In the first two games of the World Series, he led both teams with seven fielding assists, and also chipped in with two hits in six trips to the plate. Maybe because outfielder Dave Henderson hit .304 this season, with 24 homers and 94 runs batted in, you don't think he really belongs in coveralls and industrial work shoes. But not only did Boston trade this journeyman to San Francisco in 1987 for a player nobody remembers anymore, the Giants released him at the end of the season. Considering Dave's .238 batting average, the Giants had no second thoughts.
According to A's batting coach Jim Lefebvre, Oakland signed Henderson as a free agent because it remembered his clutch hitting for Boston in the 1986 American League playoffs. With the Red Sox trailing the California Angels 3 games to 1 and a mere out away from elimination, Dave hit two-run homer to force extra innings, then produced a game-winning RBI with a sacrifice fly in the 11th. Boston used this emotional impetus to win the next two games and the series.
How does Lefebvre explain Henderson's emergence as a more dependable player?
``I think what you have to remember is that Henderson was really a football guy to begin with. He had size, and he could do a lot of things the National Football League could have used. But for some reason he decided to take his skills to baseball, a game he hadn't played very much.
``With us, I think he kind of took stock of himself and realized that after seven years in the majors with three different clubs, it was time to get his act together. Henderson has also benefited this year by hitting in front of Canseco. Dave gets better pitches in that situation because with Jos'e coming up they don't want to walk him. Consequently, Henderson got a lot of pitches this year he could drive. But at the same time, he provided his own motivation.''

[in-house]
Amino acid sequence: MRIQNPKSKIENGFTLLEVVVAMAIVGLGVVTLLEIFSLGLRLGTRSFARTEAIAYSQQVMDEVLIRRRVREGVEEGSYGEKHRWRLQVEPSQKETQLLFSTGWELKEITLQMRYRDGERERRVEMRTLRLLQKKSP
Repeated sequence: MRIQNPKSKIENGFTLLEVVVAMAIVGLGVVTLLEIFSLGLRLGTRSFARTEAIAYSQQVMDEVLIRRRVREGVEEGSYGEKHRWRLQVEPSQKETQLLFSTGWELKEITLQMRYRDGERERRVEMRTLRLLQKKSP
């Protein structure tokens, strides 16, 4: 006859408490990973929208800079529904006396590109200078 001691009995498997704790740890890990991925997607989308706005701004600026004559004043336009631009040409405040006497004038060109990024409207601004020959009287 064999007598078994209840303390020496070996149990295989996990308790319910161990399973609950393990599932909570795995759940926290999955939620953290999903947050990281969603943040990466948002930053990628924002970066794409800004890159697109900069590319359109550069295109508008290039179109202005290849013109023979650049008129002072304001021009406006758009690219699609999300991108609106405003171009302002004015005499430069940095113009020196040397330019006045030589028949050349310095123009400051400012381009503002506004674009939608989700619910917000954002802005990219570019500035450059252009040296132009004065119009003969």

When Oakland promoted Walt Weiss from its Tacoma farm club at the end of last season, and played him at shortstop for 16 games, the team stopped wondering what would happen to its defense if it traded Griffin away for a starting pitcher.
While Weiss is not as loose-jointed in the field as Marty Marion when he was head vacuum cleaner of the old St. Louis Cardinals, Walt has the same instincts for the baseball.
``This kid has the ability to make every play in the field under pressure,'' Lefebvre, a former major league infielder, told me. ``He can go in the hole and throw the runner out; he can throw off balance and still get the runner; and he has these quick hands that pick up ground balls as easy as you or I would pick up the newspaper.
``Weiss's strength at the plate is his ability to hit the ball all over,'' Jim continued. ``Even though he hit only .250 for us during the regular season, remember that he was a first-year player with a lot of responsibility.
``I saw Weiss play 147 games for us during 1988, and if he isn't named American League Rookie of the Year, I think I'll be more disappointed than he is.''
It remains to be seen, however, what further contributions Shelby, Griffin, Henderson, and Weiss will make in the World Series.
When you need a plumber at home and you can't get one, you can always take the family out to dinner and a movie. Managers Tommy Lasorda of the Dodgers and Tony La Russa of the A's don't have that luxury, but then again, their ``plumbers'' are in uniform and already on the premises - and often quite capable of relieving a pressure situation with a gutsy play in the field or a key hit at the plate.